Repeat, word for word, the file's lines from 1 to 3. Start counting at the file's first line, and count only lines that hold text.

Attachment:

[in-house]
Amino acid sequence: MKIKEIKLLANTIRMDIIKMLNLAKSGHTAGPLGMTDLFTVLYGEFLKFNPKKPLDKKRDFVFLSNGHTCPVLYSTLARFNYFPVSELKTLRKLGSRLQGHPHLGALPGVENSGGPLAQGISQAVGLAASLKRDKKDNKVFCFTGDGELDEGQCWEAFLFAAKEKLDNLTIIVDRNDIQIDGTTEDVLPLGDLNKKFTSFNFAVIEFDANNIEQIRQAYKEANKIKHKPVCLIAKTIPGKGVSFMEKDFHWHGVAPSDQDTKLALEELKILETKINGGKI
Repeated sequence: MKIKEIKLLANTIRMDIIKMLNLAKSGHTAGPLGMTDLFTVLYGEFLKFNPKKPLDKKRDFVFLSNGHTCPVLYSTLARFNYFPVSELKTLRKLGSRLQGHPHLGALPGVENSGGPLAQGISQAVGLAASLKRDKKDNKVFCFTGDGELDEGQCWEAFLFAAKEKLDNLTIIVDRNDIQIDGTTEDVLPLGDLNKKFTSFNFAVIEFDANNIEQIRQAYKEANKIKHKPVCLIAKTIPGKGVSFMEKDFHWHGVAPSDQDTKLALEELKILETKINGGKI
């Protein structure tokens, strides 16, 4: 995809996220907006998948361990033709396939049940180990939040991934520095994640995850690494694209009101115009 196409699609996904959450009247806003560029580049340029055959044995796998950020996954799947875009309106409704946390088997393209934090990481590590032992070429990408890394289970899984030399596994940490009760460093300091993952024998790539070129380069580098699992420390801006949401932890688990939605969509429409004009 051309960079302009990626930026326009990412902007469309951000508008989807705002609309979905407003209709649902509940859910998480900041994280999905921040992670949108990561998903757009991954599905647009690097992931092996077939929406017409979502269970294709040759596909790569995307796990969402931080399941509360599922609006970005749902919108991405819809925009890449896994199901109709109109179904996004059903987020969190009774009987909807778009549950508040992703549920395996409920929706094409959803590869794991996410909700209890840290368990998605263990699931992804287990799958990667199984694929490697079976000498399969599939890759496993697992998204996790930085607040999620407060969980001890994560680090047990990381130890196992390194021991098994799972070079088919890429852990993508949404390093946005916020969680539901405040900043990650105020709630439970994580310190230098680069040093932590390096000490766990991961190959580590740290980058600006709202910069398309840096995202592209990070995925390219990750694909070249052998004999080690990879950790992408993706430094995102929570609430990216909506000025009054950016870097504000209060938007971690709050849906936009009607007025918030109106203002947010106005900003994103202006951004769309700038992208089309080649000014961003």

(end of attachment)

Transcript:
[in-house]
Amino acid sequence: MKIKEIKLLANTIRMDIIKMLNLAKSGHTAGPLGMTDLFTVLYGEFLKFNPKKPLDKKRDFVFLSNGHTCPVLYSTLARFNYFPVSELKTLRKLGSRLQGHPHLGALPGVENSGGPLAQGISQAVGLAASLKRDKKDNKVFCFTGDGELDEGQCWEAFLFAAKEKLDNLTIIVDRNDIQIDGTTEDVLPLGDLNKKFTSFNFAVIEFDANNIEQIRQAYKEANKIKHKPVCLIAKTIPGKGVSFMEKDFHWHGVAPSDQDTKLALEELKILETKINGGKI
Repeated sequence: MKIKEIKLLANTIRMDIIKMLNLAKSGHTAGPLGMTDLFTVLYGEFLKFNPKKPLDKKRDFVFLSNGHTCPVLYSTLARFNYFPVSELKTLRKLGSRLQGHPHLGALPGVENSGGPLAQGISQAVGLAASLKRDKKDNKVFCFTGDGELDEGQCWEAFLFAAKEKLDNLTIIVDRNDIQIDGTTEDVLPLGDLNKKFTSFNFAVIEFDANNIEQIRQAYKEANKIKHKPVCLIAKTIPGKGVSFMEKDFHWHGVAPSDQDTKLALEELKILETKINGGKI